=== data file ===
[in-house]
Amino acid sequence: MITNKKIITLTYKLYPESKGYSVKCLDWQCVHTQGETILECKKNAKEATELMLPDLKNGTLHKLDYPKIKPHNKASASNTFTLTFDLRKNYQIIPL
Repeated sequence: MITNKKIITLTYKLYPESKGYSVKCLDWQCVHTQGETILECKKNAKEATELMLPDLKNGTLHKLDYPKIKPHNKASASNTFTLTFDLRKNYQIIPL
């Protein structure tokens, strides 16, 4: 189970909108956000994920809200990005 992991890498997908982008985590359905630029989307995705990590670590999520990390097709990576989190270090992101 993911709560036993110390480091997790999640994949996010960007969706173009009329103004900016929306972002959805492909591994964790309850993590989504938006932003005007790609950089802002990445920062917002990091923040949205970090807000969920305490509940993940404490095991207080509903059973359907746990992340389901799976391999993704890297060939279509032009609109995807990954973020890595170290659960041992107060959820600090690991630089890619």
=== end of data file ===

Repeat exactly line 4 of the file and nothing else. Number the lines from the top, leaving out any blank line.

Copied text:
């Protein structure tokens, strides 16, 4: 189970909108956000994920809200990005 992991890498997908982008985590359905630029989307995705990590670590999520990390097709990576989190270090992101 993911709560036993110390480091997790999640994949996010960007969706173009009329103004900016929306972002959805492909591994964790309850993590989504938006932003005007790609950089802002990445920062917002990091923040949205970090807000969920305490509940993940404490095991207080509903059973359907746990992340389901799976391999993704890297060939279509032009609109995807990954973020890595170290659960041992107060959820600090690991630089890619």